Android - While both Apple and Microsoft have two operating systems — one for computers, another for mobile devices — it would seem smart for Google to just go with one that can kick butt on multiple fronts. That one would have to be Android. The mobile OS already powers e-book readers and set-top boxes, so why not let it drive a netbook? Internally, this may be a debate Google is already having. Android is a juggernaut, already a household name. Because of this, it could deal the most devastating blow to the Chrome project.

Developers and content owners - Google hasn't done a very good job of wooing the developers who want to charge users for their wares. There are lots of social, networked get-connected, get-informed apps for Android, but if you want streaming movies, top-tier game franchises, interactive children's entertainment, all of the truly differentiating content, you have to look to Apple (and, perhaps soon, Windows Phone 7). Chrome OS, like Google TV, presupposes that everything you want is just out there on the Internet, and that you can get it if you just have a Web browser. Alas, Google TV fell apart because it didn't have great app support, and more importantly, that content owners didn't want their content shared through the browser. Not without remuneration. Google needs to prove that it respects developers, and to make more friends in Hollywood.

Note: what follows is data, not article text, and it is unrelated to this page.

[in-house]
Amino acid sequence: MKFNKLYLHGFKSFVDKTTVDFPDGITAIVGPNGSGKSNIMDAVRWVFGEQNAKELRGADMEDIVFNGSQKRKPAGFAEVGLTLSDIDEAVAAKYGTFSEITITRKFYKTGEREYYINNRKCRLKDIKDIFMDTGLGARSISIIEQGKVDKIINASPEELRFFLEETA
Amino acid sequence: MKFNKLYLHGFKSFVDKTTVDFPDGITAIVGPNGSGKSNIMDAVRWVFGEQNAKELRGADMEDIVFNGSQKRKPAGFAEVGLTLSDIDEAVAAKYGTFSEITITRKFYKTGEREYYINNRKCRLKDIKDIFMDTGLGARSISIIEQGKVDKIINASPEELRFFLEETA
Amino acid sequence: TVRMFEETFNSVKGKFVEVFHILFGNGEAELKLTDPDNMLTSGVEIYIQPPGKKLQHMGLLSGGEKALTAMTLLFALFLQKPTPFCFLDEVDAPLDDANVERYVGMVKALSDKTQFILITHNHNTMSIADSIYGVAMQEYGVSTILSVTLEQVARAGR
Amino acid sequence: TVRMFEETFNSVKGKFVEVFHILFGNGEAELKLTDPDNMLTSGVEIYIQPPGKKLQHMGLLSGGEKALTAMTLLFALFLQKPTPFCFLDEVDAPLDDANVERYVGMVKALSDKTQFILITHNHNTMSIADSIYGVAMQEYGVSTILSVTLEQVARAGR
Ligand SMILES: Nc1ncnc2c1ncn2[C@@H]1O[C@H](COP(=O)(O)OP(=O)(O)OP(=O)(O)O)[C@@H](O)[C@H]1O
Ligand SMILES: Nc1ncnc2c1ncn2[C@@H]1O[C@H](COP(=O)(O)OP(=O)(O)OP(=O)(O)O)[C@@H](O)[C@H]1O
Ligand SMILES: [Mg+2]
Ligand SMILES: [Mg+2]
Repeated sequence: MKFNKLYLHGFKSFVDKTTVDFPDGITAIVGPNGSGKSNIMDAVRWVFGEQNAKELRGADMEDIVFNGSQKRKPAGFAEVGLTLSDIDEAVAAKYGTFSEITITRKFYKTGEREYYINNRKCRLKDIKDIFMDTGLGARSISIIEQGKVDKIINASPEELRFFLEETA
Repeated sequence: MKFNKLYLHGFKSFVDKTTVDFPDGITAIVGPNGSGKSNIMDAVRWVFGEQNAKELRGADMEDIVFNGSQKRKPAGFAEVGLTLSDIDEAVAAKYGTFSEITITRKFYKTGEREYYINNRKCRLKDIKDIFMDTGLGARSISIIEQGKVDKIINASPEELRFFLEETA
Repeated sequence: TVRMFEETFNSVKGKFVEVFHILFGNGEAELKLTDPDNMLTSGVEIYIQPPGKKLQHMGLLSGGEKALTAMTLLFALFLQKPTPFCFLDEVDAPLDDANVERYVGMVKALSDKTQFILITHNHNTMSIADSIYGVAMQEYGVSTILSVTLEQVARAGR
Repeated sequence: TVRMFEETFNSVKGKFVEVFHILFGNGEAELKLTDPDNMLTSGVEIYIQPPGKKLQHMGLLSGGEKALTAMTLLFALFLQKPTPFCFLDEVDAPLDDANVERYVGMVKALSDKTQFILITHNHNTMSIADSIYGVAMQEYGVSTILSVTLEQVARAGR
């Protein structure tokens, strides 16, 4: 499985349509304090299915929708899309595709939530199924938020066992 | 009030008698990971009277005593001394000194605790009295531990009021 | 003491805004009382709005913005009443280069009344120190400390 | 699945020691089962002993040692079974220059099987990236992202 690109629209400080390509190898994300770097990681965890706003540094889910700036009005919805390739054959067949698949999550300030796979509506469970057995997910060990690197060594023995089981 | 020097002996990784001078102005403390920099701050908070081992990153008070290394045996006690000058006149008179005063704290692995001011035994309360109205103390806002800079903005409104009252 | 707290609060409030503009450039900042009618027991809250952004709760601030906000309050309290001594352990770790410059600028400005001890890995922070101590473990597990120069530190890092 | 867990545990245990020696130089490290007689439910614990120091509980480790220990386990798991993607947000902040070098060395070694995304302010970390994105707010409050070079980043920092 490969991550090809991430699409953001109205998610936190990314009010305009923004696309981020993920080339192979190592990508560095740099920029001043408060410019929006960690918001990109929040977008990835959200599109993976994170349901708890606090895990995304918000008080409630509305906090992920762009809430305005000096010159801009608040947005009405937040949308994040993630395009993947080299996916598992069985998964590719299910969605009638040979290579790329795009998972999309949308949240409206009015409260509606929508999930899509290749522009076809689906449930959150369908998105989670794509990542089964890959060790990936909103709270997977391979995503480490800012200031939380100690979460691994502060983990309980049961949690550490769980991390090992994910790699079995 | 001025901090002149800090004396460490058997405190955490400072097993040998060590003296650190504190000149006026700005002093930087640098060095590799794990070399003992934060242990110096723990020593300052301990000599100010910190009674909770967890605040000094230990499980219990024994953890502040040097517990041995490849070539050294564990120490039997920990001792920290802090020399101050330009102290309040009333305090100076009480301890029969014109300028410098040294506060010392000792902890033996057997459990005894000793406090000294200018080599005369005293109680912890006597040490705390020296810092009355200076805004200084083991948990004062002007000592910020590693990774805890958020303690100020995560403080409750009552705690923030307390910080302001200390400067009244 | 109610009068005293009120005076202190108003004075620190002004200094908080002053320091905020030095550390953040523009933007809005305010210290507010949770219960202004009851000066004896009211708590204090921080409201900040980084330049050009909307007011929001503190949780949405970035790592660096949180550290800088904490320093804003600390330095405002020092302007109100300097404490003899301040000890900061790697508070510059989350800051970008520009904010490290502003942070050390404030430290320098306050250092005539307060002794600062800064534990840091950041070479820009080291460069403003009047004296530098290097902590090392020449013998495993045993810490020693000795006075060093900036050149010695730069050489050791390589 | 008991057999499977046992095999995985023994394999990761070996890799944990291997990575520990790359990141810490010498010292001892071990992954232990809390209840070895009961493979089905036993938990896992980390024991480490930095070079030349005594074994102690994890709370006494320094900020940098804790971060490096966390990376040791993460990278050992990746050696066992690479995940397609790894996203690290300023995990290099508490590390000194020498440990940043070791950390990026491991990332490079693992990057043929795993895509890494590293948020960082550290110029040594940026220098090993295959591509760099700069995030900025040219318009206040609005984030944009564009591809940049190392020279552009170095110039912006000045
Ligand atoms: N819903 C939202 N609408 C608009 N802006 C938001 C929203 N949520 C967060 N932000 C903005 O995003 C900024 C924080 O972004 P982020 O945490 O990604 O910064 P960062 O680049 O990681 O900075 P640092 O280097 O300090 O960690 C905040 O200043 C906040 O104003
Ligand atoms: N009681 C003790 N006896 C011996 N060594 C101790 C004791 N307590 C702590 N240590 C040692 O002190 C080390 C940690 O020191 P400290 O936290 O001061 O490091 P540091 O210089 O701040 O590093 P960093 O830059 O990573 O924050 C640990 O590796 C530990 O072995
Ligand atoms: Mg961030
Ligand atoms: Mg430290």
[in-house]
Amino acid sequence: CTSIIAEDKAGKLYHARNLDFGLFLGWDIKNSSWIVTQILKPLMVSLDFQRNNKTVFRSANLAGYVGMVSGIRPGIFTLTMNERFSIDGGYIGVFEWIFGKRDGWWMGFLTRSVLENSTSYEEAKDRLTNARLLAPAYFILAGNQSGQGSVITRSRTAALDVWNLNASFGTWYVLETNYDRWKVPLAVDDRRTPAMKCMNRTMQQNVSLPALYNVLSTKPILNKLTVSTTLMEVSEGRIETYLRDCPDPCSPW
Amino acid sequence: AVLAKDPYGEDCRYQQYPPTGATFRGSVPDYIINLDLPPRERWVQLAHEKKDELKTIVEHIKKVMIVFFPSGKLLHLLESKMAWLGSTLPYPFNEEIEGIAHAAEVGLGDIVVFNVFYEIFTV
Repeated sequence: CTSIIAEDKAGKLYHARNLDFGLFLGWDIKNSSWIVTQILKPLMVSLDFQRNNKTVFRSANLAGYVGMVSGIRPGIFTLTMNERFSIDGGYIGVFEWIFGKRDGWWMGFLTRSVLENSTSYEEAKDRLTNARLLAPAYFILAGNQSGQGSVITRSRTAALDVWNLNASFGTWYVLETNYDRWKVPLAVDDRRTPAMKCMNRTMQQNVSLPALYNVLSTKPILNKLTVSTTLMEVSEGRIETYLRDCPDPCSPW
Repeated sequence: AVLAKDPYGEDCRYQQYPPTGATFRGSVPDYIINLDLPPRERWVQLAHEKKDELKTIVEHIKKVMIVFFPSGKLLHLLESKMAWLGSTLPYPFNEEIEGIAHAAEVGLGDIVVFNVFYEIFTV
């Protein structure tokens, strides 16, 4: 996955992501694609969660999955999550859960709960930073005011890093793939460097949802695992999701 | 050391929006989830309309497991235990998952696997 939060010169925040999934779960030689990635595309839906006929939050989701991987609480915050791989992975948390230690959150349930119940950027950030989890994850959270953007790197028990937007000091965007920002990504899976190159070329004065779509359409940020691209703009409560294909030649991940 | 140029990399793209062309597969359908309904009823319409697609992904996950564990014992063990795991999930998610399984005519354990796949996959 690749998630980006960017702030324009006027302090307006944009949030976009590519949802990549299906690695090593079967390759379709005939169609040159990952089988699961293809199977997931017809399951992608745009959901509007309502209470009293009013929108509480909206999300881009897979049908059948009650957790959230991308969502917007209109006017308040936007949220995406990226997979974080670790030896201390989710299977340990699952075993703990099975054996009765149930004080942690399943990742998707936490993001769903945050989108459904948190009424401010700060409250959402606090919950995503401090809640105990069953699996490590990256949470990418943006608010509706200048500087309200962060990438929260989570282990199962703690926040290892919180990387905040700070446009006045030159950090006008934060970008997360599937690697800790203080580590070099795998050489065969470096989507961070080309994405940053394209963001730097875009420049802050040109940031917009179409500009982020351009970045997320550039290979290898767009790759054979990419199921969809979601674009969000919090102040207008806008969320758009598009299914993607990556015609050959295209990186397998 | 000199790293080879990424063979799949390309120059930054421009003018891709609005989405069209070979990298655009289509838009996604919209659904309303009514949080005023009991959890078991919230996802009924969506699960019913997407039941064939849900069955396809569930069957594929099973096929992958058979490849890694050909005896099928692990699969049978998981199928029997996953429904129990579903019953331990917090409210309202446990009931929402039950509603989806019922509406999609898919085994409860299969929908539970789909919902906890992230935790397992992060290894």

Obstacles aside, the final challenge is us. Can we live up to the Chrome OS catch phrase, "Nothing but the Web"?

In a few years, that'll be a definite yes, for pretty much everyone. Even now, it's true for many, not just nerds who have embraced the Google way of life, but all of those people who skipped the first 25 years of the PC revolution. These people reluctantly got on board for e-mail and Web, and to do it had to buy ridiculously overwrought machines. They're going to wise up, and realize that they've been paying for too much computer. It's those people who should ditch their churning, wheezing desktop PCs, grab some Chrome, and reach for the cloud. The rest of us will be there by and by.